Are you really that surprised that I’m a fan of Rory Scannell?
I suppose you shouldn’t be – he’s from Cork, he’s a Dolphin man (not literally), and he made the step up to the Munster squad in what was the problem position, the #12 shirt, during one of the most difficult on-field periods in Munster’s recent history. That is some admirable stuff right there. While you’re in a state of not being surprised, I may as well tell you that Rory Scannell doesn’t seem to be rated all that highly outside the Munster media bubble.
Need proof? When Robbie Henshaw went down with a desperately unlucky shoulder injury against Italy at the weekend, the only guy who didn’t seem to get any mention in the forthcoming midfield reshuffle was Rory Scannell. I mean, when we have Joey Carbery getting touted for the #12 shirt with zero professional starts there as far as I know while also being 13 stone soaking wet, I thought that I might put a word in for Rory Scannell.
Do I think Joe Schmidt will plug Scannell in at #12 against Wales? Probably not, no. Do I think that Scannell might be an option there going forward as Ireland look to expand their attacking arsenal? Absolutely.
I know “second five-eight” is an overused term (just be glad I didn’t use “double pivots”) but I think I can wheel it out having lived in New Zealand for a few years. The actual term has come to mean a slightly different thing today than what it was originally used for.
The theory behind the “second five-eights” nomenclature is quite interesting;
The 1903 All Black captain, Jimmy Duncan, is credited with coining the name five-eighths when he decided to take a player from the forwards to add to the backs. The backs at that time consisted of two half-backs, three three-quarters, and a full-back. As the additional player stood between half-back and three-quarters, Duncan came up with the term five-eighths according to the fraction between them.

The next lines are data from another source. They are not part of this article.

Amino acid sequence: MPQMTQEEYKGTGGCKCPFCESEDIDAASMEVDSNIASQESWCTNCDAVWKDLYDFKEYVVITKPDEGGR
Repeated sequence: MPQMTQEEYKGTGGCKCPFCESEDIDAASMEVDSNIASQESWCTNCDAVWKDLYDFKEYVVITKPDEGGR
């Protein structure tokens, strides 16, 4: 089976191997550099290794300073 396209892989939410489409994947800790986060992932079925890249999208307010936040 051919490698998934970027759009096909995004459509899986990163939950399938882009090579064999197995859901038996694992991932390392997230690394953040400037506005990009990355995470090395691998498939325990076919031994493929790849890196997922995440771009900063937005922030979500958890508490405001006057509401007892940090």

The player at five-eighths, also known as the five-eighth, could take the ball back to the forwards or pass it on to the three-quarters.
As the game of rugby union evolved, the two half-back positions acquired separate functions. The outside half-back, now known as the outhalf or fly-half, became the first five-eighths in New Zealand under the two five-eighths system. The next player on his outside was called the second five-eighths.
Spiros Zavos – The Roar
These days, the term is used to describe an inside centre that offers a kicking option as well as the usual duties demanded in that position. The best example of this in 2018 is England’s use of George Ford and Owen Farrell in a “first and second-five” combination. Owen Farrell is, for me, the premier second-five playing the game at test level today. Equally comfortable at 10, Farrell offers all the benefits of having a second flyhalf on the pitch with none of the defensive drawbacks that would normally entail. This isn’t a new phenomenon – you’ll remember Ireland running a similar system against Australia in 2011 with O’Gara and Sexton – but Ford and Farrell are the best contemporary example of that double playmaker system working in 2018.
What are the advantages of that double playmaker system?
For a start, it allows you to play a very offence minded #10 without having to take his defensive stature into consideration – think George Ford, Nicolás Sánchez, Joey Carbery and, for a Munster example, Bill Johnston.